Sioux Falls, SD
We live in a culture that often promotes the power of doctors, hospitals and medicine. All of these are important pieces of our physical health, but what about the power of prayer? A group of women in Sioux Falls believe prayer is an essential element to our spiritual and overall well-being. These women are a group of nuns and you might not even know they exist, but if you look hard enough, you can find them doing things like making hosts or communion wafers.
"It's like a big press," Sister Mary Elizabeth said. "You just need to push the button."
With the press of a button, a mixture of water and flour appeared on a large, oval-shaped hot press; the machine looks much like a waffle iron. You can see Sister Mary Elizabeth has the routine down to a science.
"We just need to wait for it to fall down," Sister Mary Elizabeth said, while she looked at a paper-thin sheet of hosts. She devotes up to eight hours per day making and cutting these hosts for people to receive at communion at several churches.
Sister Mary Elizabeth is just one of the Sisters of Perpetual Adoration of the Blessed Sacrament; she's one of eleven women who live in St. Joseph's Cathedral in Sioux Falls.
"When I was very small, seven-years-old, I began to feel in my interior, God is calling me for something special," Sister Rosalba said.
Though she did not know what to call it, Sister Rosalba said this whisper grew louder and louder as she got older. She always knew God had a plan for her.
Many people do not know these nuns are here in Sioux Falls because the semi-cloistered nuns live in a separate part of the cathedral. They cook, sew and help prepare for mass, among other things. Much of their day, and perhaps the most important part, is spent in prayer. Each day the Sisters take turns and each spends a full hour praying. A full hour of peace; a full hour of stillness; a full hour of constant adoration to God.
"Well, I am a human being and sometimes it's a little difficult, but I know God is giving me the effort to stay close to him always," Sister Rosalba said.
It is not just the one sister who prays. All of them constantly pray at any given moment. Madre Caridad, the Mother Superior, said their semi-cloistered lifestyle has allowed them to eliminate all other distractions.
"Many people are thinking about small things, but they lost a great part that is God in their lives," Madre Caridad said.
Cloister comes from the latin word claustrum meaning enclosed, so the Sisters essentially exist inside a house of sorts in St. Joseph's. They rarely go out in public except for exercise, doctor's appointments or to pick up items they need. Even though they are basically closed off from the rest of the world, these women say they have never been more open to receiving the light.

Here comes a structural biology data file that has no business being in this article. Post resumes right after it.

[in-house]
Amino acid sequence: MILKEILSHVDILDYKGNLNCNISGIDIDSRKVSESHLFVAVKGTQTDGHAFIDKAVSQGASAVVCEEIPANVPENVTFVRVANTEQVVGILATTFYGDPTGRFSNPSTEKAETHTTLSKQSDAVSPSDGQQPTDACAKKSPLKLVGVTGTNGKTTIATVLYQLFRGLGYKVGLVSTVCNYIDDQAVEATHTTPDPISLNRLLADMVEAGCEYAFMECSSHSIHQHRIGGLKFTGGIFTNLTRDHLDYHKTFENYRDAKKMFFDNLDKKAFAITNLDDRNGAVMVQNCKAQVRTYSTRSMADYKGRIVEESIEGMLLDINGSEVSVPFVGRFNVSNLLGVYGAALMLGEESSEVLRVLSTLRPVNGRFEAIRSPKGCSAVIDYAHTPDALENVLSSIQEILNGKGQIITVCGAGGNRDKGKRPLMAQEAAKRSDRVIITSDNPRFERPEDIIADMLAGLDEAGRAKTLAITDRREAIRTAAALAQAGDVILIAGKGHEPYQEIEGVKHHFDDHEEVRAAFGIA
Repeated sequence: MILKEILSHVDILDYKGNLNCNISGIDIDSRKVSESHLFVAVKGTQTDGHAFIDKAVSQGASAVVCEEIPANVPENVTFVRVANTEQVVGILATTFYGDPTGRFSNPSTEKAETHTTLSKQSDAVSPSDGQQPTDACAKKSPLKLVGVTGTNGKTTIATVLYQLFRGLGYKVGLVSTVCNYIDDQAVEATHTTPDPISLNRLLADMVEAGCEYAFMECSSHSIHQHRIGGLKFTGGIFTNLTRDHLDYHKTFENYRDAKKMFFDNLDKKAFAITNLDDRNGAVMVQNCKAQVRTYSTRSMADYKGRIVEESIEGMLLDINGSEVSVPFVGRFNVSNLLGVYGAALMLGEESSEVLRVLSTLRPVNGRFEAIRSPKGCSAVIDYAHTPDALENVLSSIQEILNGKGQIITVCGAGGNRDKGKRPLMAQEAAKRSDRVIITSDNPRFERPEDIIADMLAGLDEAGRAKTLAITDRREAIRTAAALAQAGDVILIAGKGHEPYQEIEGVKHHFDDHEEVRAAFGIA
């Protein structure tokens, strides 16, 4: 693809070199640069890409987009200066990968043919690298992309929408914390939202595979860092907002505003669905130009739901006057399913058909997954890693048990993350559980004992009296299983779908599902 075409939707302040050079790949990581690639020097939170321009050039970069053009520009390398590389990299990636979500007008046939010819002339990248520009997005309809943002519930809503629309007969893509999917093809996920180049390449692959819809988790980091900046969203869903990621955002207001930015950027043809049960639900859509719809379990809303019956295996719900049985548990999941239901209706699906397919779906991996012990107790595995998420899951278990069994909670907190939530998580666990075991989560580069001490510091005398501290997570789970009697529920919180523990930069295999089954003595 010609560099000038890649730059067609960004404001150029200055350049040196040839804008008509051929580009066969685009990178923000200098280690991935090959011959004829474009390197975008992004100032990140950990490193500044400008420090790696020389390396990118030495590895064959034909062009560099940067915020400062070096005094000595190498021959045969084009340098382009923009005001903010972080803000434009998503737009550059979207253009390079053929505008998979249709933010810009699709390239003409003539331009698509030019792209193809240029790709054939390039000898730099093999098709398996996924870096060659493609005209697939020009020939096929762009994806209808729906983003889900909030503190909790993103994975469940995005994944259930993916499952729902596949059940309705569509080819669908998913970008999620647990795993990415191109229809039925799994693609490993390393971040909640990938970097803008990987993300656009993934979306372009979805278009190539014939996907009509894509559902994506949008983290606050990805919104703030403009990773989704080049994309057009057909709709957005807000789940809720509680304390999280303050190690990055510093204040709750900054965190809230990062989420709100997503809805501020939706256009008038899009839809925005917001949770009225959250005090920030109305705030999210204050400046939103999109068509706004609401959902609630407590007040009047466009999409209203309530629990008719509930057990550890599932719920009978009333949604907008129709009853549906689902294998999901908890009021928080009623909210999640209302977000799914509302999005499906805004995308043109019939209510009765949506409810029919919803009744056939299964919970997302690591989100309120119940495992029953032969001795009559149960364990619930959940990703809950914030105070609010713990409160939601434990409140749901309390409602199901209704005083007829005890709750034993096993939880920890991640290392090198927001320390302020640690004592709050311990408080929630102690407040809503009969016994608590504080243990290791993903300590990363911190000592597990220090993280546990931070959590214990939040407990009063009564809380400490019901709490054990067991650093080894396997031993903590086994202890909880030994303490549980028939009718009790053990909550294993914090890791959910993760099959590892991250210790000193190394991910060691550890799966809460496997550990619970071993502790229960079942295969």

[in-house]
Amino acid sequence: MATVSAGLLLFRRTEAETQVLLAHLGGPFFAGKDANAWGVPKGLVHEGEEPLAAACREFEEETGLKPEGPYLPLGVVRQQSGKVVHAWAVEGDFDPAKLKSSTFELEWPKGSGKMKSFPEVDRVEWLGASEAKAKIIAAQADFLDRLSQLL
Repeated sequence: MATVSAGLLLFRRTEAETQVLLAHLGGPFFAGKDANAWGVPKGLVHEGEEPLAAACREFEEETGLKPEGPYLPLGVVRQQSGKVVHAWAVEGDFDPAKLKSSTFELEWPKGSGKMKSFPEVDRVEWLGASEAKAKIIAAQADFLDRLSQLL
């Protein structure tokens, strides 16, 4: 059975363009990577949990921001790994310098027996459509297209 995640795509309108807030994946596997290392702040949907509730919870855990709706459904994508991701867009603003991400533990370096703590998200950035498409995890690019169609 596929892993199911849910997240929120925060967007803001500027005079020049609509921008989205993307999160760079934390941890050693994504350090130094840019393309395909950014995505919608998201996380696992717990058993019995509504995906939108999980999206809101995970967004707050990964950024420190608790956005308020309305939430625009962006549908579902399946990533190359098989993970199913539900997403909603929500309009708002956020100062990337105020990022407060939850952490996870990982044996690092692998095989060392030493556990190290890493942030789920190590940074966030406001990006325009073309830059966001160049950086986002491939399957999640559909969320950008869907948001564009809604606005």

"Even when we are far from the world, we are close to them through our prayers. We know all who are suffering. They are our brothers and sisters," Sister Audocia said.
Now comes the one million dollar question: who do the Sisters pray for?
"For all the people in the world," Sister Rosalba said. "For the priest, for the families [that] they live in union. For the young people, the parishioners. For everybody. I can't say for this one, yes; and for this one, no. For everybody."
It is a different kind of public service and Madre Caridad said praying for everyone is how they help their communities and take care of the people. She said the blessings come back to them. She recalled a story of a woman who saw them while they were buying sewing supplies.
"A lady came to the car, we were in the car and she knocked on the door. She said, 'Sister, you are a Catholic Sister?' I said, 'Yes.' She said, 'Thank you Sister.' She started to cry. She said, 'thank you Sister, you touched my heart, you touched my heart. Now, I am happy,'" Madre Caridad said. "'Thank you for wearing your habit.' I said, 'Thank you for giving me the opportunity.'"
This opportunity brought the Sisters from Veracruz Mexico to Sioux Falls ten years ago. It took a while to get used to a new culture, but now South Dakota feels like home. They are all bi-lingual. In fact, just a year ago, Madre Caridad became a United State citizen. She was nervous to tell her mother.
"She said, well, it's good. My daughter, you are not for me. You are for Jesus. And you are well there. You can be there," Madre Caridad said.
To dedicate every hour to their calling to God is something many people can marvel at. Making hosts, sewing, praying; perhaps getting these day-to-day routines down to a science is easy, because the Sisters of Perpetual Adoration of the Blessed Sacrament have devoted your entire lives to faith.
"In a way, I feel unworthy to do this. But, he has called me to do it and I feel very happy to help others receive Jesus," Sister Mary Elizabeth said.
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